How Much Does the Machine Really Cost?

WHAT IS THAT THING, AND WHY ARE WE PAYING SO MUCH FOR IT?

Read Quantifying the Machine, the Policy Council’s report on the costs of economic development, here. For other material on state-driven economic development, click here.

In the report, we reveal that state government now spends hundreds of millions of dollars on “economic development” each budget year – to no discernible effect. In 2009, state lawmakers appropriated $311 million on various economic development agencies, programs, and initiatives.

  • In one year, the Department of Parks, Recreation, and Tourism received over $23 million for tourism marketing – taxpayer dollars given to market one favored industry.
  • The Department of Commerce maintains a “deal closing fund” ranging from $7 million to $25 million annually. The fund uses taxpayer dollars to entice private companies to expand or relocate.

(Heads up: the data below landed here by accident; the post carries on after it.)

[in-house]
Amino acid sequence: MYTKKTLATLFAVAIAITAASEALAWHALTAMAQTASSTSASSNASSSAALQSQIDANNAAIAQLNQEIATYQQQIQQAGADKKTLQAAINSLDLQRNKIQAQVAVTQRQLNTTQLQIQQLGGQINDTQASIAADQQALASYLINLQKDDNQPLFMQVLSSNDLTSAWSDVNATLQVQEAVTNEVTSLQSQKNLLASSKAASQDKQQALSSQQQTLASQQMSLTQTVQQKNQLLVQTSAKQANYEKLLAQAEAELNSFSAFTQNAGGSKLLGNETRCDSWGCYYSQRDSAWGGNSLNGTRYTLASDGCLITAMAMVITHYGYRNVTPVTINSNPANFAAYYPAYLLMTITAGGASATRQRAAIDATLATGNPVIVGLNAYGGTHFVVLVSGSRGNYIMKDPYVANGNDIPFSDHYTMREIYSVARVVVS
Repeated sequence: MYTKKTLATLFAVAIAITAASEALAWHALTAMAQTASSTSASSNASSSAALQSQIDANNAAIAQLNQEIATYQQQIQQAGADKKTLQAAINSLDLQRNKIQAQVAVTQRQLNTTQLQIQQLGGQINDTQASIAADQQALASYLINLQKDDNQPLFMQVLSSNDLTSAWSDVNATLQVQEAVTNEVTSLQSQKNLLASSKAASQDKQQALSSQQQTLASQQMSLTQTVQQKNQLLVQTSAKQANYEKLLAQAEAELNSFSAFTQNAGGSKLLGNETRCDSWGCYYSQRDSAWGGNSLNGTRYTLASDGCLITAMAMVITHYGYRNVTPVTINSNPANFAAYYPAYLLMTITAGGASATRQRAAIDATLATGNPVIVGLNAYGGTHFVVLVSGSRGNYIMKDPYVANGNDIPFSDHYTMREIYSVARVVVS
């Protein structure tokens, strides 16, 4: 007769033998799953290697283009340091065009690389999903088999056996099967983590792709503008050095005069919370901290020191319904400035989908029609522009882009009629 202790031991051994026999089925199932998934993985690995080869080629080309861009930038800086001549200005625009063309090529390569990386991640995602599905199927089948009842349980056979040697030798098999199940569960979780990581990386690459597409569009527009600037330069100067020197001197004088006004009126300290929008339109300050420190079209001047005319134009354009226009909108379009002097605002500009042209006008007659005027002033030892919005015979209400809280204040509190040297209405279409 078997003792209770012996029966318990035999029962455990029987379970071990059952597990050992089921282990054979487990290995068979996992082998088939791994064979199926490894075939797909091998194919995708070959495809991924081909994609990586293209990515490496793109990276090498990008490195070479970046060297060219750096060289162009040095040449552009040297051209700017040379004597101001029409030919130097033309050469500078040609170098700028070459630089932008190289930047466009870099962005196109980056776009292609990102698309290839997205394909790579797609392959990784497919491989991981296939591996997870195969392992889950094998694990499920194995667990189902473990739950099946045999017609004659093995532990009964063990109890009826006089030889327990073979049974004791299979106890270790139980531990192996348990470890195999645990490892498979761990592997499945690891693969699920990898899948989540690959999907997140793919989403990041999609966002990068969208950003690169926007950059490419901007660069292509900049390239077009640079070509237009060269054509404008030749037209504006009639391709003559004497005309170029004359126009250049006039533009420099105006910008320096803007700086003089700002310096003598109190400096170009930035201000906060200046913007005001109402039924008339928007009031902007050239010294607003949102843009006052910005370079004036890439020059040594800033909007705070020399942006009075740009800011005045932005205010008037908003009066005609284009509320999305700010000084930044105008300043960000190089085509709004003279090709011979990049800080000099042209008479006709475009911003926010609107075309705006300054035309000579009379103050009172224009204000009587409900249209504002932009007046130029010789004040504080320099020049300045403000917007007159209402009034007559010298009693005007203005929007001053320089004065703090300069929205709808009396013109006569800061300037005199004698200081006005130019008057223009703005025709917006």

• About half of the state’s spending on economic development consists of “workforce training”: that is, training workers for the benefit of private companies instead of allowing those companies to pay for their own worker training.

Despite spending vast and ever-increasing amounts on economic development, South Carolina is where it has been for more than a generation: ranked near the bottom of the nation in employment (6th worst), median income (8th worst), and poverty (9th worst).

“We spend more than $300 million a year to ‘create jobs.’ Yet, other than government press releases, there’s no proof that it’s actually working,” says SCPC President Ashley Landess. “Taxpayers are spending more and more on high-paid government jobs, but those exist primarily to promote government, not genuine private-sector growth.  If this economic development machine is delivering clearly measurable benefits to all taxpayers, then politicians need to prove it.  Otherwise, they have an obligation to dismantle this massively expensive failure and give the money back to the real job-creators: South Carolina business-owners, workers and consumers.”

                                              –Policy Council President Ashley Landess

 

 

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